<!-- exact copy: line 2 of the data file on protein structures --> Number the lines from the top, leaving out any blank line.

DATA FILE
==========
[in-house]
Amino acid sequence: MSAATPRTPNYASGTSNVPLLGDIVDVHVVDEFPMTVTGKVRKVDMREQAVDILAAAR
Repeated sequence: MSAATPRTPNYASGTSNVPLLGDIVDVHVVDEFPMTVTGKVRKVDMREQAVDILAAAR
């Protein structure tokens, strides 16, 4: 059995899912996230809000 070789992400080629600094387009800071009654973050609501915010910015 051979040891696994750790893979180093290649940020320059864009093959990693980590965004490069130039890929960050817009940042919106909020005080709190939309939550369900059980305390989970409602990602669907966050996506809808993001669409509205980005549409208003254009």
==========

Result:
Amino acid sequence: MSAATPRTPNYASGTSNVPLLGDIVDVHVVDEFPMTVTGKVRKVDMREQAVDILAAAR